327 delegation to the minerals regime meeting in Rio de Janeiro in February-March 1985 included a representative from a nongovernmental organization. ANTARCTICA AND THE U . N. . GENERAL ASSEMBLY The inclusion of the question of Antarctica on the agenda of the U.N. General Assembly was viewed with much sympathy by the Danish government. In its reply to the U.N. Secretary-General's note verbale made pursuant to Resolution 38/77, it was stated that the Danish government--recognizing the legitimate interest of the world community--was prepared to support the efforts aiming at introducing greater openness in the international cooperation concerning Antarctica, provided that neither the basic principles of the Treaty nor the positive results of the present international cooperation are jeopardized. The Danish government furthermore recalled that the Antarctic Treaty is in conformity with the principles and purposes of the U.N. Charter and that it is open for accession by all members of the United Nations. In the view of the Danish government, the international cooperation concerning the Antarctic should be pursued within the framework of the treaty. However, accession to the Treaty becomes meaningful only if the acceding parties are entitled to participate in the international antarctic cooperation in a manner which corresponds to the obligations they have undertaken according to the Treaty. The Danish government therefore welcomed the invita- tions to participate as observers in the future regular CP meetings and in the special consultative meetings on the minerals regime. Finally the hope was expressed that these moves may lead to a generally acceptable permanent arrangement which will ensure that NCPS may participate fully and effectively in the entire range of international cooperation and management concerning the Antarctic. Progress in this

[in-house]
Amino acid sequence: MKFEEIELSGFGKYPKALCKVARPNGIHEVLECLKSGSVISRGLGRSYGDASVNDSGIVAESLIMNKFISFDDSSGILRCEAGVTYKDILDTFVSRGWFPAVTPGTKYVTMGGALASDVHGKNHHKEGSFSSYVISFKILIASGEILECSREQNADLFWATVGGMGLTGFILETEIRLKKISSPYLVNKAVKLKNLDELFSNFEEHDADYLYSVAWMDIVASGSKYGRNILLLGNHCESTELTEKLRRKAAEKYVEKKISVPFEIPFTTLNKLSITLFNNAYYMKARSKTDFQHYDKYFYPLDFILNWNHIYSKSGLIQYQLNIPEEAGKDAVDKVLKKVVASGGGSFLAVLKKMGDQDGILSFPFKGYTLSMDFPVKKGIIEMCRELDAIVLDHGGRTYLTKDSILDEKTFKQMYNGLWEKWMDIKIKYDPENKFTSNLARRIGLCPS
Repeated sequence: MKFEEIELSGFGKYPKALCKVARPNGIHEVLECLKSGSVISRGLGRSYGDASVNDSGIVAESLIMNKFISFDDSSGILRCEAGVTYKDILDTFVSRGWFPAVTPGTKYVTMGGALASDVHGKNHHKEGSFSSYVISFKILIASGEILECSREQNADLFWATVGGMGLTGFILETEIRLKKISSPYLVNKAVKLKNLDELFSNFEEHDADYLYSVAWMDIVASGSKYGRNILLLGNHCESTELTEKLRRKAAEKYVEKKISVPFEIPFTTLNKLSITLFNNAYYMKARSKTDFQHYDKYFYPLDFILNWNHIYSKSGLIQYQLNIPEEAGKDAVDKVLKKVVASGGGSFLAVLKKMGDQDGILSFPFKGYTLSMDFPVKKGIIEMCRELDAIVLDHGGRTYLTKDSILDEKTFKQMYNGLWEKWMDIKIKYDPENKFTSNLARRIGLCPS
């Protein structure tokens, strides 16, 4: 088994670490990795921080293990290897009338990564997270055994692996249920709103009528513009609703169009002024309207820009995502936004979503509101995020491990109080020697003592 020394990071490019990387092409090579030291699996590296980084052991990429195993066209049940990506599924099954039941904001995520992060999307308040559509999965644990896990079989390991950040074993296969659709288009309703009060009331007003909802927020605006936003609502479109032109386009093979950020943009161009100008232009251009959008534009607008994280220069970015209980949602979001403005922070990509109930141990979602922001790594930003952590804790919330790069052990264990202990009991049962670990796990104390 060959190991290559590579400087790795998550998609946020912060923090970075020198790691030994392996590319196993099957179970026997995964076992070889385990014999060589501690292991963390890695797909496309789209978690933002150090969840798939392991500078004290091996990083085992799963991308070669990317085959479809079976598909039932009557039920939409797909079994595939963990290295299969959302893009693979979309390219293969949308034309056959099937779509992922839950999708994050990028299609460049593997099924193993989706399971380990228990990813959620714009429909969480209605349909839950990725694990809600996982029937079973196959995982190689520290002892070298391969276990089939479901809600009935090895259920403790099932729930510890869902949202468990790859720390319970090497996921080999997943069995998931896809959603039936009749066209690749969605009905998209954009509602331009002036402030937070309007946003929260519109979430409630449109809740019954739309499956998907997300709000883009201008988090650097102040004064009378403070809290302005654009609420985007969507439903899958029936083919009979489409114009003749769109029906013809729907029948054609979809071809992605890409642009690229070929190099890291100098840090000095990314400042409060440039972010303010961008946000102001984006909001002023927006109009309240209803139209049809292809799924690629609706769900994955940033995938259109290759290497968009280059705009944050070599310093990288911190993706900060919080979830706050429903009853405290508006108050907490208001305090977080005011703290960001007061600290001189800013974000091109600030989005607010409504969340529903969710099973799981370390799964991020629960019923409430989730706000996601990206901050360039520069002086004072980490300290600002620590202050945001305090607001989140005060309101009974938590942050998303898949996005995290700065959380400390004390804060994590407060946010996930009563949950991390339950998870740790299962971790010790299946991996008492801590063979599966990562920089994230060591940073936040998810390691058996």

328 direction will doubtless serve to rally the ample support for the Treaty which appears imperative in order to preserve it as the international framework for cooperation in Antarctica for the benefit and interest of mankind as a whole. CONCLUDING REMARKS The final words of the Danish contribution to the U.N. study reflect what others have more elegantly labeled "external accommodations or "accountability": "It is up to those who would prefer to build on the Antarctic Treaty system to determine how far they are willing to go in the area of accountability in lieu of being confronted by major institutional changes. nl5 The major--but not the only--challenge to the treaty system is the minerals issue. Whether in the light of these challenges the new observer arrangement will serve the purpose of increased accountability remains to be seen. The comment has been made that since decisions in CP meetings are determined not by voting but rather by discussion and consultation leading to consensus, the influence of NCP observers on the decision-making process need not be far different from that of the CPs.l6 This, of course, is to be hoped. However, if owing to such increased incentives the total membership of the Antarctic Treaty is substantially increased, the current management mechanisms may need to be further developed. Holding meetings among representatives of 20 or 30 coun- tries is one thing; organizing meetings of representatives from 60 countries or more is a more complex task. The question of the establishment of a more permanent infra- structure should therefore be considered an urgent matter.17 Together with the other NCPs, Denmark will be prepared to contribute as constructively as possible to the devel- opment of international cooperation under the treaty system. Denmark and the two other Nordic NCP countries, Finland and Sweden, all have polar regions and a long- standing interest mainly in the Arctic region. Denmark has a long experience in the area of exploration and exploitation of minerals in polar regions (Greenland). Although this experience cannot, of course, be applied automatically to all aspects of similar issues in Antarctica, it may prove to be of some value, for